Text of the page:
Downtown Boys making honest, vulnerable music in a world of tumult | Music | Pittsburgh | Pittsburgh City Paper

Downtown Boys making honest, vulnerable music in a world of tumult

“There are always people working on the same political goals in different ways.”

Downtown Boys make music that is fully alive. Each chorus of gang vocals, each bright saxophone melody, each catchy bass riff has its own heartbeat. It forms an army of sound that encourages resistance and unapologetic living. 

The band is based in Providence, R.I. It came out of the What Cheer? Brigade side of the punk scene, but vocalist Victoria Ruiz explains on the phone that the band has never quite been a part of either the punk or indie scene.

“We’ve never been part of a scene fully in Providence, but one thing we were able to do was support a lot of upcoming artists, young people, people of color from Providence,” says Ruiz. 

“We were always intentional of being part of that change, and we got the pressure and the pushback from the men who have been holding on to the industrial-noise and warehouse scene for over a decade. They are afraid to give up space, especially to women and people of color.”

The band’s latest effort, Cost of Living, is an honest, vulnerable record. It’s one that leans into the battle for self-love in a systemically hateful world, a work that pushes back against misogyny, bigotry, racism and rampant nationalism. Cost of Living is a rallying cry into battle against the system and the way that system makes you feel.

It feels especially pertinent right now, as the KKK and neo-Nazis march in the streets, as Donald Trump continues his reign of terror and ignorance, and as immigrants feel less secure.

“The songs were all written before the inauguration, before the election. They took about two years to write,” explains Ruiz.

In the current political climate, the songs on Cost of Living, which contains tracks in both English and Spanish, feel even more raw. 

“The temperature and climate right now, people are in the midst of a storm of everything going on with white supremacy, capitalism and racism,” says Ruiz. “The songs were written throughout the build-up, so it’s very intense to be coming out with this record, and all of the [negative] ways of the world are coming out too.” 

Downtown Boys is a political band, obviously. But to leave it at that would do a great disservice to a band whose politics are very important in the volatile period we’re living through. 

“The thing that ends up happening is writers act like we’re obsessed with politics, but they ignore the nuance and don’t dig deep,” explains Ruiz on the phone with CP. “They try to box you in, especially if you’re a person of color or woman.” 

There are many political bands. When one gets a lot of attention, some major publications have a tendency to push a hero narrative about a particular political act, or an artist who exists and succeeds outside of the white-males-making-rock sphere. But singling out a particular artist as a leader in a movement, especially without that artist’s consult or approval, has a tendency to erase the larger message and activism an artist stands for. 

“I’m part of a history,” says Ruiz. “There are always people working on the same political goals in different ways.”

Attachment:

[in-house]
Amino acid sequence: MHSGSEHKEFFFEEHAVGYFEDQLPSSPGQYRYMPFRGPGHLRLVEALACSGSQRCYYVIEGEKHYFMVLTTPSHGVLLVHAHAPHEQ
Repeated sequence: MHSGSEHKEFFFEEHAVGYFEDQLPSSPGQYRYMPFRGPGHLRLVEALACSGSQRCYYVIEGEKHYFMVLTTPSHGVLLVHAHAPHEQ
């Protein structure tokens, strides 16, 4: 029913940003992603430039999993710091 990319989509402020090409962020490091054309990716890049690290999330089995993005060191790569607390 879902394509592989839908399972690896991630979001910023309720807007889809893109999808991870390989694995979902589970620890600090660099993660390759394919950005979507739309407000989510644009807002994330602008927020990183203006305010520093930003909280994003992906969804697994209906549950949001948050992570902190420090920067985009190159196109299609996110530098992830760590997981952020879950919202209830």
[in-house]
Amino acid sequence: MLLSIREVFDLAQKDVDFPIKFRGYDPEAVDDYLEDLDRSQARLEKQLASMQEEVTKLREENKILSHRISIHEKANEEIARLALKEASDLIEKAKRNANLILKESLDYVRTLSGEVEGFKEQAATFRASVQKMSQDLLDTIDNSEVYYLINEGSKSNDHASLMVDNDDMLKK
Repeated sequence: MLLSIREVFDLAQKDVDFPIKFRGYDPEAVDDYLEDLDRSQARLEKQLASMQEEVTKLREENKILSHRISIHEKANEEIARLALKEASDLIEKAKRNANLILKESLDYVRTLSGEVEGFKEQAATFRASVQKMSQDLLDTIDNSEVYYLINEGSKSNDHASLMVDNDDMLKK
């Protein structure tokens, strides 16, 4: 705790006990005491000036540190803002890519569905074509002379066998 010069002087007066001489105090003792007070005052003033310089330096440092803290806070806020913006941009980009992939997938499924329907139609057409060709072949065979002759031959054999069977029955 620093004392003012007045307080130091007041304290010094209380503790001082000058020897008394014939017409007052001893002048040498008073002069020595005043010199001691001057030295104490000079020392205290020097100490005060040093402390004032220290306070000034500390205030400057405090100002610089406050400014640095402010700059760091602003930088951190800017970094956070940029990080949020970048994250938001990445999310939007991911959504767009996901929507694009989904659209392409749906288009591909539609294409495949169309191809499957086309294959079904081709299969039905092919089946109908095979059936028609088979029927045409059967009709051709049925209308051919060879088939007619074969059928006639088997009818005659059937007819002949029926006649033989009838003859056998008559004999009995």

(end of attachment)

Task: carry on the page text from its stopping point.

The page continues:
Ruiz and guitarist Joey DeFrancesco co-run a website called Spark Mag, an online publication in partnership with Demand Progress. 

Demand Progress fights for civil liberties, runs anti-surveillance campaigns and advocates for net neutrality. It was started by Aaron Swartz, an activist who ended up taking his own life after he was sentenced to decades in prison for planning to make thousands of academic documents available to the public online for free. 

Spark Mag’s purpose is simple. It’s an alternate platform for artists whose art is political from the get-go. 

“It’s not so baseline. It’s not, ‘Are you a political band?’ Spark Mag is actually asking about the politics,” says Ruiz. “Asking if a band is political is such a tired question, and so many artists don’t get asked about their connection to the status quo. It’s a higher baseline and a place to showcase artists who maybe don’t have a platform elsewhere.” 

On Cost of Living, Ruiz’s lyrics dig deep into complex personal feelings alongside the political. “Instead of picking one emotion to write about, I try holding all the feelings about my personal world and public self, having to be a leader but also be directly affected by the systemic problems while being in the back doing the grunt work,” she says. “It’s a really cathartic process, and a way to process being part of the spectrum of emotions and experiences that don’t always make sense together.” 

This shines on “Somos Chulas,” a song that radiates intelligence and elegance, a song the band explains is about decolonizing your mind from the effects of white supremacy. “I Am Enough (I Want More)” is about loving yourself at your best and worst, working with what you’ve got, and never being afraid to demand a better world. 

Although the band is currently signed to Sub Pop, Downtown Boys continues to hustle with the fervor and intensity it did when the acts were signed to Sister Polygon and Don Giovanni. 

“Anyone who thinks we’re not still constantly grinding? It’s still a constant hustle, and we love it,” says Ruiz. “When we’re in front of a room of people we don’t know, I try subconsciously harder because it’s still about building a meaningful relationship.” 

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